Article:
As I discussed before, the additional downtime from ET's server can be brutal on returns.  If you need to restart your boards locally due to a server interruption and you are out drinking sleeping, that 8 hours of lost time is 5% for the week.  Let that happen twice and ET's share of the net reward will be 125%.  For practicality, I will take an optimistic view and assume 98% uptime.

This results in a net reward of 31.2 MH/s and ET's share is 38.5%.  Not exactly the 5% some folks have been assuming from the headlines!
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June 03, 2012, 04:22:20 AM
 #365

Part 6:  Evaluating ET's potential return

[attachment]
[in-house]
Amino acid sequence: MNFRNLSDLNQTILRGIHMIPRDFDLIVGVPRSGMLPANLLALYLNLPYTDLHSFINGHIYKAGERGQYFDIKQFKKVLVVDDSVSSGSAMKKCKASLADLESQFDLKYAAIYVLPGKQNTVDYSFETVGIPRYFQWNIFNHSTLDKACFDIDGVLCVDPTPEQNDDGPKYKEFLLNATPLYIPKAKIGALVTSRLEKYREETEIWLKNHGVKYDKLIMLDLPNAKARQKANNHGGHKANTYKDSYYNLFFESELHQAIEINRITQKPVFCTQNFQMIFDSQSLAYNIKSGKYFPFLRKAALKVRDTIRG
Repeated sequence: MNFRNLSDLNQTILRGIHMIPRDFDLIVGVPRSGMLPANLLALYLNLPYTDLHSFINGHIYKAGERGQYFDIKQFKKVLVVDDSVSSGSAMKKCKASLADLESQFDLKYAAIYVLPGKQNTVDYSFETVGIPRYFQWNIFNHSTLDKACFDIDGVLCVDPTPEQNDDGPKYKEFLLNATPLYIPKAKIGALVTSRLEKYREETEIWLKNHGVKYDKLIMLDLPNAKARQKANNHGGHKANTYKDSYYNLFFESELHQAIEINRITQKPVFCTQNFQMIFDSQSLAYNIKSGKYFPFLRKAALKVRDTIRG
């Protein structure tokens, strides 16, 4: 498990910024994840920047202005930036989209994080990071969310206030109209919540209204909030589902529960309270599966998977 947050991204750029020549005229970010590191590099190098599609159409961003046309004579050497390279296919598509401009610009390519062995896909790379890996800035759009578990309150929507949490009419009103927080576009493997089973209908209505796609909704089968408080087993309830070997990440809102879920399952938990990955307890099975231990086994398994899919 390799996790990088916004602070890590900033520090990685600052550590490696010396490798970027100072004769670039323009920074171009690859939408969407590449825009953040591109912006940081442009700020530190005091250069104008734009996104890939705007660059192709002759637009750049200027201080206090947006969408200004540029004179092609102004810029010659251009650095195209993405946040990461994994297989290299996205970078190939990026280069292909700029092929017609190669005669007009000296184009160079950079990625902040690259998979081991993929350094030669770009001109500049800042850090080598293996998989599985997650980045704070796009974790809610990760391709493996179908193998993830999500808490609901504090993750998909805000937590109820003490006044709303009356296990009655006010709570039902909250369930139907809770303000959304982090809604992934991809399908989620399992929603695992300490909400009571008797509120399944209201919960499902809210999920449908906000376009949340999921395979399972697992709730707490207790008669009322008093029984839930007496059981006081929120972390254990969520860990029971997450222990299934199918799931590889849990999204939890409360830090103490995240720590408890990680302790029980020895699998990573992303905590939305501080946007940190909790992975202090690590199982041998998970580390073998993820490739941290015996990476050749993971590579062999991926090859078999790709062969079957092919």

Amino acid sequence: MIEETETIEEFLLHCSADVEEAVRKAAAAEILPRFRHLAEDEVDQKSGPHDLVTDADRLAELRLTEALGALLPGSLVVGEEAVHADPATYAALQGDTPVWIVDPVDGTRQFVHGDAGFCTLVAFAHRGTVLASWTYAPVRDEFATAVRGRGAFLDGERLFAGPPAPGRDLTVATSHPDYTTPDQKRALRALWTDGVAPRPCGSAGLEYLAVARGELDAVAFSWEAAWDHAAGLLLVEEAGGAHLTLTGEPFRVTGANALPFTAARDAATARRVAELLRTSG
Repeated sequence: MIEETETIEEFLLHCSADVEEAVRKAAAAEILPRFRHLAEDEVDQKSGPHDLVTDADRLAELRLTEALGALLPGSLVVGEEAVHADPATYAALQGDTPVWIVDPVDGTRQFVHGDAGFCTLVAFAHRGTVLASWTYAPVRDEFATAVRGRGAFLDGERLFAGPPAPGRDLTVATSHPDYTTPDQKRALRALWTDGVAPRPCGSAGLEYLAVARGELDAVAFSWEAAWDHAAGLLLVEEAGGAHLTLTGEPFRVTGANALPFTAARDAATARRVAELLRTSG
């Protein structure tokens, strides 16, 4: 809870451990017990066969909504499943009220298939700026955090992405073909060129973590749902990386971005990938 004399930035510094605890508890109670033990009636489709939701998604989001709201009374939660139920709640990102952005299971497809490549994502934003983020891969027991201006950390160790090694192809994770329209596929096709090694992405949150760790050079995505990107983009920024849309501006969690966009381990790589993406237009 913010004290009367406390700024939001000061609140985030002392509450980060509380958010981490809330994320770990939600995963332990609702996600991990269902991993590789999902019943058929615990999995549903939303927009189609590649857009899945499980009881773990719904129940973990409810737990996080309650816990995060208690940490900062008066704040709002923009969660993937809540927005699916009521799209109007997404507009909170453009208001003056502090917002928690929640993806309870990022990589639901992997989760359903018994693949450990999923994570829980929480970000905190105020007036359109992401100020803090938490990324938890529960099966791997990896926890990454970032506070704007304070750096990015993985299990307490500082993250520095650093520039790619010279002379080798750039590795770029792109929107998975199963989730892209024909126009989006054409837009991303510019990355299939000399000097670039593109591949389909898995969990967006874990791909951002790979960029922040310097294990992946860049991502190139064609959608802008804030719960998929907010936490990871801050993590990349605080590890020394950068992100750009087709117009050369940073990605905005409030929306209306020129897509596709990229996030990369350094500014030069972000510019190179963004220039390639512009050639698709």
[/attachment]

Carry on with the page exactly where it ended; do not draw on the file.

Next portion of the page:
By now you probably have noticed that I think this deal is not very good for miners.  But you should always look at both sides of a deal.  ET must be raking it in on these terms right?

Uh No.  It's a lousy deal for him as well I think.

My calculations suggest he would be doing well to make $30k / year off this plan after the reward halving in December.  And for that he is going to have to maintain his server, fend off the DOS attacks, deal with user complaints, and provide technical support to everyone using the system. Whatever he earns is going to be eaten away by whatever downtime compensation he offers. Not to mention his out of pocket costs for hosting.

All of that work is going to detract from what he does best, and what I'd like to see him focus on.  Building faster bitstreams.

So the pertinent question here is: How can the community fairly compensate him?